The Coping Poster Teaching Resource includes Ilana Hill’s original teaching inquiry, guidelines for teachers that set out how to introduce the topic in the same way, poster guidelines for students, coping poster planning worksheets, a practice analysis worksheet and information sheets that define different static image elements set out in the worksheet. These align with the elements covered in the Year 9 curriculum.

Download The Coping Poster Teaching Resource here

Visit Engage Aotearoa’s Coping Resources page to find The Coping Kete and the Teaching Resource together in one place.

Mental Health and Wellbeing of Young People Seminar, Auckland

Featuring leading experts in the field, the Mental Health and Wellbeing of Young People Seminar provides practically relevant information and strategies that can be applied to support young people achieve their potential.

Targeted at mental health professionals, teachers, social/youth workers, parents and young people themselves, the seminar features topics such as body image and disordered eating, video-game addiction, adolescent brain development, supporting young people with a learning disability and many others.

Date/Time: Friday, 28th August, 9am-5pm
Location/Address: Bruce Mason Centre, Cnr Hurstmere Road and The Promenade, Takapuna Beach
Contact Generation Next: Ph: 09 363 9697, E: info@generationnext.co.nz
For Further Information:  www.generationnext.co.nz/

Engage Consideration: Dutch initiative challenges mainstream thinking about psychosis

This post highlights a relatively new Dutch initiative that works to promote a helpful way of thinking about experiences of psychosis. The team at Engage Aotearoa recently stumbled across it on Facebook and thought it was full of information others might like to consider – either in their own recovery or in their efforts to support others seeking recovery.

Jim van Os and others have created a website, manifesto and set of audio-visual ‘explanimations’ to help people understand psychotic experiences in a way that allows for meaning-making and hope for recovery.

Much of the website is in Dutch, but an English-language version of the core resources on the “Schizophrenia Doesn’t Exist” website is available. It’s a provocative title, but the project creators do not mean to say that extreme experiences like hallucinations and delusions do not exist.

If you are not much for reading, you can watch Jim van Os’s TED Talk and get it all in a 15-minute nutshell or explore the 2-minute ‘explanimations‘ about psychosis and recovery on the website.

Visit the Schizophrenia Doesn’t Exist English-language webpage to find everything in one place. 

The Manifesto outlines “14 Principles for Good Care of Psychosis”. The first 7 principles address current thinking that frames psychosis as a brain disorder called schizophrenia and set out evidence for an alternative – Psychosis Spectrum Syndrome or PSS. The final 7 principles set out a vision for recovery-based practice, these state…

“8: To recover from PSS, a person must be offered hope and perspective from the very first moment. Recovery is a psychological process. It is a process of learning to adapt and develop a new perspective. With support from people with lived experience of psychosis and, where necessary, from doctors and therapists who support the process of recovery.

9: Every person with PSS should have access to a person with lived experience of psychosis from the earliest phase of treatment. A person with lived experience is in a unique position to offer perspective and hope (‘I was able to recover as well’).

10: The primary goal of treatment is return to the person’s environment, education and/or work. Education and work are prerequisites for recovery: even if residual symptoms remain, people can start picking up where they left off. The practice to wait for full recovery is counterproductive.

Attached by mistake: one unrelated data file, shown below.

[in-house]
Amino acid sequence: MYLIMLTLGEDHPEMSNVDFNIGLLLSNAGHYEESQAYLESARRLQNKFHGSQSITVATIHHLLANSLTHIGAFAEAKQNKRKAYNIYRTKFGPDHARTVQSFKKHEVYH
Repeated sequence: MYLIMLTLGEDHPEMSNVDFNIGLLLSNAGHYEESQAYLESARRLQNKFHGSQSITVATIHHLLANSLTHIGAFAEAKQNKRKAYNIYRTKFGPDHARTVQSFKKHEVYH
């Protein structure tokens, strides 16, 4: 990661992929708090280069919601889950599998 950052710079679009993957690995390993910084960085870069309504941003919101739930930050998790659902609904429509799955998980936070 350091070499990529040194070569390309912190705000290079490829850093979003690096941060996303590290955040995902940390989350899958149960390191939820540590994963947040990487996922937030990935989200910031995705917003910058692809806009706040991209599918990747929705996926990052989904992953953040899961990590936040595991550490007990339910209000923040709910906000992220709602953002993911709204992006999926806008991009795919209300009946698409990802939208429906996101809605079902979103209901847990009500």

11: Anyone who enters the mental health system with PSS should be encouraged to talk about their psychosis. The content of the psychosis should be seen as meaningful, and may represent the key to underlying issues.

12: Psycho-education should not introduce an unproven biomedical model of brain disease as a central theme.

13: Anyone who suffers from psychosis should have access to psychotherapy by an experienced therapist.

14: Antipsychotics may be necessary to reduce psychosis but do not correct an underlying biological abnormality. Antipsychotics are no cure. Much more attention is required for individual dose optimisation to reach the lowest possible dose and to avoid irrational polypharmacy.

Schizophrenia does not exist, which is a good thing.
Because much can be done about PSS.”

~ Quoted from, Manifesto: 14 Principles for Good Care of Psychosis. Schizophrenia Does Not Exist website, 12 July 2015.

 

 

Suicide Awareness Evening in West Auckland

Who can we get support from during difficult times?

An evening where you will hear from someone who has lost loved ones to suicide and what they did to ensure both they and other families receive support in the future. Be part of a talk about…

  • How to start the conversation
  • What questions can we ask

Presenter – Mark Wilson (Solace Support Group): Mark is a member of Solace Support Group – a peer support group for those who’ve lost a loved one to suicide. Solace meets monthly and provides support to the suicide bereaved. Mark lost his wife to suicide 9 years ago and often shares his experience of living with loss. Mark believes that greater understanding in the community of the impact of suicide on those left behind helps in healing.

Date:      Monday July 13th 2015
Time:     7pm — 9pm
Venue:   Whanau Ora House, Corner of Catherine and Edsel Streets, Henderson, Auckland
To RSVP contact Johnny Siaosi: johnny.siaosi@waitematadhb.govt.nz
Or phone WALSH Trust: (09) 837 5240

Have You Seen the Target Zero Documentary Yet? Watch Online

A very special documentary aired on Maori Television on the 15th of June. Target Zero highlights the need for suicide prevention strategies in NZ, Key to Life Charitable Trust‘s grassroots work across NZ, what gets people through and the solutions whanau and youth themselves are enacting in their schools and towns. IMG_0168

 

Engage Aotearoa would like to congratulate Mike King, Jo Methven, Tai Tupou and the rest of the Key to Life team on  the messages they have brought together in Target Zero. This is an inspiring example of what can come about when genuine people, with genuine passion, collaborate with their communities to fill community needs.

Watch Target Zero online here and share it on social media.

These are the kinds of ideas we need to be spreading.